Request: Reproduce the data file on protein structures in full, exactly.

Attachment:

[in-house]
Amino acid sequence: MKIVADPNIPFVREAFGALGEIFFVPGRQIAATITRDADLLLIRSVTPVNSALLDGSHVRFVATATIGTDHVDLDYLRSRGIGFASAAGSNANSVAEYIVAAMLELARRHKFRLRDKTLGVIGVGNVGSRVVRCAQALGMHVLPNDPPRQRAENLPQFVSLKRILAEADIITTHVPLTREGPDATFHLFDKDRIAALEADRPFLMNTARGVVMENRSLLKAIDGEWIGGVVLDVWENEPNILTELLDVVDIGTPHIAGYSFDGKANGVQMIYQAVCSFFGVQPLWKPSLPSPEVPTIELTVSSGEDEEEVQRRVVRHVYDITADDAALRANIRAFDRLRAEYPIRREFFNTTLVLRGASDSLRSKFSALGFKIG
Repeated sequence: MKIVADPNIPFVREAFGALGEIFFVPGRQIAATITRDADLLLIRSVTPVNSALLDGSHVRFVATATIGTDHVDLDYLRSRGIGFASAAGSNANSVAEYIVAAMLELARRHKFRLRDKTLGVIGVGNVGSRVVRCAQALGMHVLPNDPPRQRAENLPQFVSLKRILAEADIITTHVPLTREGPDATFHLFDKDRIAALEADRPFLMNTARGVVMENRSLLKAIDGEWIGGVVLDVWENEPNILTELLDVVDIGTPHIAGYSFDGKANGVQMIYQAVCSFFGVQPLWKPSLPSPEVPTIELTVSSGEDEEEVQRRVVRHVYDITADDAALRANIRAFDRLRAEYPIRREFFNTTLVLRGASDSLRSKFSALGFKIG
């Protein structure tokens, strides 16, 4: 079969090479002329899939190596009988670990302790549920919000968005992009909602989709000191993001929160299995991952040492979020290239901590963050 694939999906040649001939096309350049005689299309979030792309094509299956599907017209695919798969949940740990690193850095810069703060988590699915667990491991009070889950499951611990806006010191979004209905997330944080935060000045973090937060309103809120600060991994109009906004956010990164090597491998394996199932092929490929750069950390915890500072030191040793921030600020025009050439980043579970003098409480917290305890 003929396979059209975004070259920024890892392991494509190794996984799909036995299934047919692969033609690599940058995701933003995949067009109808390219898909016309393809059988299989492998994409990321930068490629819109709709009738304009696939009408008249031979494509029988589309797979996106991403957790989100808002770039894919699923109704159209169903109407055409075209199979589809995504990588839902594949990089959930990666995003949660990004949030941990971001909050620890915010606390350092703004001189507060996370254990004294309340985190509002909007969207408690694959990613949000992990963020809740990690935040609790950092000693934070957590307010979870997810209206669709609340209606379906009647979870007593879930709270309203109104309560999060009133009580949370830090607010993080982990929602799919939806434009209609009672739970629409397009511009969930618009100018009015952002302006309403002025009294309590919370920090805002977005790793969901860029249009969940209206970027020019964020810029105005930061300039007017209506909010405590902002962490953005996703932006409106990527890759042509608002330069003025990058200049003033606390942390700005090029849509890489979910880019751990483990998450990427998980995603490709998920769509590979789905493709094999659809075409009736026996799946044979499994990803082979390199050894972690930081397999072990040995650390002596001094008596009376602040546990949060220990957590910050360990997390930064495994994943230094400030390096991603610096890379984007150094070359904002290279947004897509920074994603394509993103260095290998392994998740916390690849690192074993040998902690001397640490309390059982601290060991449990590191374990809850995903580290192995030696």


[in-house]
Amino acid sequence: MKIVADPNIPFVREAFGALGEIFFVPGRQIAATITRDADLLLIRSVTPVNSALLDGSHVRFVATATIGTDHVDLDYLRSRGIGFASAAGSNANSVAEYIVAAMLELARRHKFRLRDKTLGVIGVGNVGSRVVRCAQALGMHVLPNDPPRQRAENLPQFVSLKRILAEADIITTHVPLTREGPDATFHLFDKDRIAALEADRPFLMNTARGVVMENRSLLKAIDGEWIGGVVLDVWENEPNILTELLDVVDIGTPHIAGYSFDGKANGVQMIYQAVCSFFGVQPLWKPSLPSPEVPTIELTVSSGEDEEEVQRRVVRHVYDITADDAALRANIRAFDRLRAEYPIRREFFNTTLVLRGASDSLRSKFSALGFKIG
Repeated sequence: MKIVADPNIPFVREAFGALGEIFFVPGRQIAATITRDADLLLIRSVTPVNSALLDGSHVRFVATATIGTDHVDLDYLRSRGIGFASAAGSNANSVAEYIVAAMLELARRHKFRLRDKTLGVIGVGNVGSRVVRCAQALGMHVLPNDPPRQRAENLPQFVSLKRILAEADIITTHVPLTREGPDATFHLFDKDRIAALEADRPFLMNTARGVVMENRSLLKAIDGEWIGGVVLDVWENEPNILTELLDVVDIGTPHIAGYSFDGKANGVQMIYQAVCSFFGVQPLWKPSLPSPEVPTIELTVSSGEDEEEVQRRVVRHVYDITADDAALRANIRAFDRLRAEYPIRREFFNTTLVLRGASDSLRSKFSALGFKIG
């Protein structure tokens, strides 16, 4: 079969090479002329899939190596009988670990302790549920919000968005992009909602989709000191993001929160299995991952040492979020290239901590963050 694939999906040649001939096309350049005689299309979030792309094509299956599907017209695919798969949940740990690193850095810069703060988590699915667990491991009070889950499951611990806006010191979004209905997330944080935060000045973090937060309103809120600060991994109009906004956010990164090597491998394996199932092929490929750069950390915890500072030191040793921030600020025009050439980043579970003098409480917290305890 003929396979059209975004070259920024890892392991494509190794996984799909036995299934047919692969033609690599940058995701933003995949067009109808390219898909016309393809059988299989492998994409990321930068490629819109709709009738304009696939009408008249031979494509029988589309797979996106991403957790989100808002770039894919699923109704159209169903109407055409075209199979589809995504990588839902594949990089959930990666995003949660990004949030941990971001909050620890915010606390350092703004001189507060996370254990004294309340985190509002909007969207408690694959990613949000992990963020809740990690935040609790950092000693934070957590307010979870997810209206669709609340209606379906009647979870007593879930709270309203109104309560999060009133009580949370830090607010993080982990929602799919939806434009209609009672739970629409397009511009969930618009100018009015952002302006309403002025009294309590919370920090805002977005790793969901860029249009969940209206970027020019964020810029105005930061300039007017209506909010405590902002962490953005996703932006409106990527890759042509608002330069003025990058200049003033606390942390700005090029849509890489979910880019751990483990998450990427998980995603490709998920769509590979789905493709094999659809075409009736026996799946044979499994990803082979390199050894972690930081397999072990040995650390002596001094008596009376602040546990949060220990957590910050360990997390930064495994994943230094400030390096991603610096890379984007150094070359904002290279947004897509920074994603394509993103260095290998392994998740916390690849690192074993040998902690001397640490309390059982601290060991449990590191374990809850995903580290192995030696």